I love that question because it is so positive and unique.  It made me stop focusing on anything other than the question at hand and required me to be completely present in the moment because I truly had to think about what the greatest thing was that had happened in my day so far.  At the time, I shared what came to mind with the woman who asked me the question.  However, it’s interesting to note that today, many months later, what I remember most is that question . . . not whatever “amazing” thing happened to me that day.

If you have a great opening question, I’d love to hear it. In the comments section, share a stand-out question that you, or someone you’ve met, has asked at a networking event.

Preview of Business Networking and Sex Book

Last week I posted a blog asking all BusinessNetworking.com blog readers to take a short survey relating to the book I’m currently writing with Frank De Raffele and Hazel Walker about gender and networking.

The book won’t be released until early next year but I’ve already received several requests for more details in regard to what the book is going to be all about.  In light of that, Frank, Hazel and I decided to make a short video for those who are curious to learn more about our upcoming book.  The video is only a few minutes long and you can view it by clicking on the link above.

I’d love to hear what you think of the concept of the book, or even of just the video, so please feel free to leave a comment.

“Tell To Win: Connect, Persuade, and Triumph with the Hidden Power of Story”

Peter Guber, Chairman and CEO of Mandalay Entertainment, has a powerful new book coming out on March 1st called Tell To Win.

This book is not only an extremely interesting read, it is also an important resource for networkers in every part of the world.  Peter is a master storyteller and, with this book, he teaches readers how to achieve success in business and life by connecting with people and engaging them on an emotional level through the power of stories.

I met Peter at one of his storytelling symposiums which he conducted in preparation for this very book and, I can assure you that if there is one person in the world with the expertise to teach others how to change lives through the power of stories, it’s Peter.  Tell To Win offers dynamic storytelling techniques that are greatly beneficial in a face-to-face networking setting. Below I have pasted an excerpt of Peter’s words, specifically discussing the importance of telling your story in a face-to-face environment.  If you find this material useful, which I have no doubt you will, I strongly encourage you to pick up a copy of Peter’s new bookLearning how to connect with others through storytelling is an ability that will continue to serve you well throughout your entire lifetime.  It is an invaluable skill that you will be endlessly grateful for obtaining and, as you can tell from Peter’s words below, he is the ultimate teacher.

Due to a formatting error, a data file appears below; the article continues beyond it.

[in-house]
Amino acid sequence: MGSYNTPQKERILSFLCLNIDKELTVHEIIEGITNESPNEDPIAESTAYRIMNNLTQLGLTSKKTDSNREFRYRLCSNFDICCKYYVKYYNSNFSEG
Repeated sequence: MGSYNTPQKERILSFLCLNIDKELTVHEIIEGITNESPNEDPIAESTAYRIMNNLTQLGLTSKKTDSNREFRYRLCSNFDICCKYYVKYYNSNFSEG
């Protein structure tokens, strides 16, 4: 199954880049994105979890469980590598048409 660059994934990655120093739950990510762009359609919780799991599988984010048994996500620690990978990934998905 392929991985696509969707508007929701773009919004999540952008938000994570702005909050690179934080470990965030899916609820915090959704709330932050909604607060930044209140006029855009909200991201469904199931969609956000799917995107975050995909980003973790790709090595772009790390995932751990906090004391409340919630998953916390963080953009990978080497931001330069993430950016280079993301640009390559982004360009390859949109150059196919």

The highest and best use for telling purposeful stories in the room, face-to-face, breathing the same air and reading each other’s micro-expressions–something you can’t do in any other medium.  In writing my new book, Tell To Win, I conversed with the foremost folks in technology–people like Chris Kemp, chief information officer at NASA Ames Research Center, Phil McKinney, the chief technology officer at Hewlett Packard, Arianna Huffington, founder of the Huffington Post, and many others–and asked them if digital or state-of-the-art technology could replace what I call state-of-the-heart technology.  Their response was an overwhelmingly consistent “not at this time.”  In fact, Arianna said it best when she asserted in front of one of my masters UCLA classes (I’ve been a professor at UCLA for over 30 years), that the more time we spend in front of screens, the more we crave the intimate in-person interactions where we tell our stories to realize our dreams.  And, she didn’t stop there!  She exhorted my students that if there’s something incredibly important upon which everything depends, you always want to be in the room.

You can’t yet duplicate the same effects of telling oral stories in the same room, breathing the same air, pressing the flesh.  However, many of the critical elements of telling purposeful stories work in other mediums.  Always motivation comes first which starts with you–your intention.  This authenticity must shine through.  The trick is not to try to be interesting, but to be interested–know what your audience is interested in and deliver what’s in it for them.  All good telling of stories has a goal–the action you want your listener to take.  Don’t hide it.  Interactively engage your listener, your audience, so it’s not a monologue, but a dialogue.  It is a conversation in which the telling becomes a “we” experience rather than a “me” experience.  A critical marker is the willingness of the teller to surrender proprietorship over the story so the listener can own it and viral market it as her own.  The story content is lurking everywhere–first person experience is best, but equally powerful is an observed event, a movie/book/artifact, or even a metaphor or analogy.

To learn more about Peter Guber and Tell To Win, please visit: http://www.peterguber.com/telltowin